EDINBURG, RGV – Education in the Rio Grande Valley continues to improve in certain respects, as reports show the region outperforms the nation when it comes to socio-economically challenged students.

At last week’s Annual College and Career Readiness Summit, hosted by South Texas College, RGV Focus Executive Director Luzelma Canales reported on “Collective Action to Increase Student Success and Completion,” and announced the upcoming release of her group’s annual report.

Luzelma Canales

RGV Focus is a collaboration with Educate Texas. It members include numerous school districts in the Valley, as well as higher education institutions and colonia community groups.

In an interview with the Rio Grande Guardian after her presentation, Canales explained that low-income students in the Valley are at the top of the table for preparing children that are on free or reduced lunch.

“That got us really excited because our elementary and middle schools are outperforming, for low income kids, the entire country,” Canales said.

Among the top 300 cities are Edinburg, Pharr, McAllen, Mission and Brownsville, which, according to educational research organization Education Cities, holds the number one slot in the country for elementary schools teaching children from low-income families.

Education Cities’ findings show that low-income students outperform those in other parts of Texas and the nation. It conducted research for its Education Equality Index (EEI), Canales explained.

Education Cities focuses on city-level outcomes and develops methodology to identify which cities in the nation better serve low-income students.

“We didn’t know this research was ongoing, so it further supports that we’re doing something well,” Canales said.

Canales said the organization contacted RGV Focus to ask what strategies were being implemented in the Valley’s school system to help low-income kids.

“They said ‘your cities are doing really well for low-income kids.’ That’s really exciting because it means that when you look at not just at the schools but at entire cities, they are backing up their low-income kids.”

Canales said the success of education in the Valley can further help change a stereotypical view of education in the Valley.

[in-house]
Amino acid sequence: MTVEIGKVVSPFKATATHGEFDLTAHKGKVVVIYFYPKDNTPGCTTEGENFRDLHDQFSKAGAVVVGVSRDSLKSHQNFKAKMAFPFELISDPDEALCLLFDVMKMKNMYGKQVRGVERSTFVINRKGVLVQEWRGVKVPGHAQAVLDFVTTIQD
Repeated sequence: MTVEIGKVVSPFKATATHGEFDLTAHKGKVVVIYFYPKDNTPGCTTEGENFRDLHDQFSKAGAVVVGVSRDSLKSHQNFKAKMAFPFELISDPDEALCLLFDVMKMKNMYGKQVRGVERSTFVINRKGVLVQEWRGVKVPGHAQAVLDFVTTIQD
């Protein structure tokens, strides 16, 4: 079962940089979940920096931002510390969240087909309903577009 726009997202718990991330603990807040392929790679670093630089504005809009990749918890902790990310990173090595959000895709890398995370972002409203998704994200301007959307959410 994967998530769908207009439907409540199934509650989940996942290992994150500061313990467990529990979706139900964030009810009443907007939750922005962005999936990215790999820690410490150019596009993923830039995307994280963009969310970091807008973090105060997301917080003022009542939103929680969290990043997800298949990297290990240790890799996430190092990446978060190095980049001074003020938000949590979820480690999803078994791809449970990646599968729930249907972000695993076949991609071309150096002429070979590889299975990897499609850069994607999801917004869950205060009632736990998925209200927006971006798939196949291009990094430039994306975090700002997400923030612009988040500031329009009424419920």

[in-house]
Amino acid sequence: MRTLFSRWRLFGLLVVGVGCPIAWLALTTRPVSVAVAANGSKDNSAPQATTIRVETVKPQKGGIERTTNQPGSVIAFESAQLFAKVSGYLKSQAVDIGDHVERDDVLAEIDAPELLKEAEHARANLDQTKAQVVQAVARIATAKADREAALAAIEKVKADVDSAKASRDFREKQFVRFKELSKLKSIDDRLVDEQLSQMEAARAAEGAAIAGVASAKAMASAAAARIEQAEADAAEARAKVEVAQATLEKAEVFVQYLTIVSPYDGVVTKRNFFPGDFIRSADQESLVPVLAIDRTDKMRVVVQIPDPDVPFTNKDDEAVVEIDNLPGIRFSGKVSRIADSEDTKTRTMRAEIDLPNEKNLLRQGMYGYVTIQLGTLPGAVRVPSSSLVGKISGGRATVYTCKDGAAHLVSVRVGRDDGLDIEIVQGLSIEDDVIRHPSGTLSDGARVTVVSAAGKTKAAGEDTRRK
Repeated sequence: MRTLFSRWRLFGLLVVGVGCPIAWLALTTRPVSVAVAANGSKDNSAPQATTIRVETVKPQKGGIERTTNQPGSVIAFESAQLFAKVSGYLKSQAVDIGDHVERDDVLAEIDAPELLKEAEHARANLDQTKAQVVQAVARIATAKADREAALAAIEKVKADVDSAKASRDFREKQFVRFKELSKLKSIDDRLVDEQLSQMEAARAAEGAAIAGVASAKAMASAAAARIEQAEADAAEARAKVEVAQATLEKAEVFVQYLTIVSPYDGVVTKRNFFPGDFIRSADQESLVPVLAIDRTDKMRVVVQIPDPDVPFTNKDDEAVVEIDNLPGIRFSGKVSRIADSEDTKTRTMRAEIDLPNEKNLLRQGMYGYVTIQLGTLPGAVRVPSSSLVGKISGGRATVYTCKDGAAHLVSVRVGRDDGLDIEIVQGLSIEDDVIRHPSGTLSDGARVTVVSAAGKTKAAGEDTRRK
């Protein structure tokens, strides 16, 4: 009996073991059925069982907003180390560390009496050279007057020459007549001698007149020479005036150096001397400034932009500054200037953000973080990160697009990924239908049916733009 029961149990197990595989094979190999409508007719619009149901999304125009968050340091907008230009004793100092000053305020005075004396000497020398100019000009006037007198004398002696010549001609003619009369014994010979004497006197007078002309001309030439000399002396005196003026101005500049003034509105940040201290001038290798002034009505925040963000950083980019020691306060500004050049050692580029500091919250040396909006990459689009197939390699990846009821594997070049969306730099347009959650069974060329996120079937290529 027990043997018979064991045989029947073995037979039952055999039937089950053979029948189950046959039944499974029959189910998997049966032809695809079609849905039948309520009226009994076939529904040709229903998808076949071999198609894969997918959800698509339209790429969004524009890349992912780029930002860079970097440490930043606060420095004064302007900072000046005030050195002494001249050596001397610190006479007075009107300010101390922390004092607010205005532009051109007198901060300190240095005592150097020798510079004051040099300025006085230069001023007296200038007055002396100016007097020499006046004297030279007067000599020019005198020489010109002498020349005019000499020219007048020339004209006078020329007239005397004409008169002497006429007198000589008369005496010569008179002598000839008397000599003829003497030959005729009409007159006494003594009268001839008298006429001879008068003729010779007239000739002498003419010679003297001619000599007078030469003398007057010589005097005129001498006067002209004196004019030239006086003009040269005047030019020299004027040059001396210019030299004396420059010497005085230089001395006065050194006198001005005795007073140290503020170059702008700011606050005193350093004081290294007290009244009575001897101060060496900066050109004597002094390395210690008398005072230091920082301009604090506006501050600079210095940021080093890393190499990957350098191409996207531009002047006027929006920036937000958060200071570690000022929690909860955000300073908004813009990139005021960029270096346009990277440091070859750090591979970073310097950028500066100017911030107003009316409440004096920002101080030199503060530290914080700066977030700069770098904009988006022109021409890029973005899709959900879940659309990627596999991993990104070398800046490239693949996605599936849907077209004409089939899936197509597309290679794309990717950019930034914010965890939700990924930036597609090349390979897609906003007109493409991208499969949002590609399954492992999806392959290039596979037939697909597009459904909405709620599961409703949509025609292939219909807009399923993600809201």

“We need to continue to look at the data because we need to begin to change the narrative and we need to tell our stories of success,” Canales said. “We have a lot of work to do, but let’s also talk about the great work that our institutions and cities are doing to ensure our kids don’t stay poor and under- educated.”

RGV Focus Annual Report

To report on more education success in the Valley, RGV Focus will reveal its annual report on Tuesday, April 11. The unveiling takes place at South Texas High School for Health Professions in Mercedes, starting at 11 a.m.

The annual report presents various sets of data from third grade reading and eighth grade math, to high school graduation, FAFSA completions, college readiness, AP dual-credit, to higher ed graduation rates and job occupancy by RGV college graduates.

Canales said of her group’s report:

“It is the way to keep a commitment to share publicly those measures we agreed on in the Valley, and we hold ourselves accountable for the metrics that the Valley chose through collective impact work. This is the way our partners hold themselves accountable to the community and this is what encourages us to do the work.”

Canales told the Rio Grande Guardian that out of the 11 outcome measures, eight demonstrate that the Valley is at the same level or higher than the State of Texas average.

“We are also comparing ourselves to where we were when we started the work in the base year to where we are now and we have seen increases in some and decreases in other areas.”

RGV Focus will additionally provide information on the work that is to come in future years.

The report also includes, Canales said, “stories about what our partners are doing through collective work, like teaching excellence, and emerging work – the focus of the upcoming years.”

In concluding the interview, Canales said it is important for the community to observe the results of both low-income students and non-low-income students since 89 percent of Valley students from K-12 are low-income.

“I think it’s important for folks to look at that, and it’s important to say how schools do in preparing low-income kids compared to the rest of the state. And, we do a pretty phenomenal job with our low-income kids.”

About RGV Focus

RGV Focus is a collaboration with Educate Texas. This is what the group is about:

RGV FOCUS, a collective impact initiative in collaboration with Educate Texas and Communities Foundation of Texas, was launched in 2012 to transform college readiness, access and success across the Rio Grande Valley’s four-county region. RGV FOCUS brings together a group called the Leadership Team consisting of school district superintendents, higher education presidents, philanthropic partners, and business and community leaders. The Leadership Team is supported by action networks and advisory bodies, such as the Data Support Council, which lead the implementation of the vision and strategy.

The goal of convening the group is to transform the lives of the region’s more than 415,000 students by aligning systems across the cradle-to-career pipeline to make sure each student is college ready, has access to and achieves postsecondary success, and pursues a meaningful career in the Rio Grande Valley and beyond. Furthermore, RGV FOCUS’s work positions the Rio Grande Valley to support the Texas Higher Education Coordinating Board’s (THECB) goal to have 60 percent of 25- to 34-year-olds in the state earn a certificate or degree by 2030, a plan known widely as the THECB 60×30 Strategic Plan.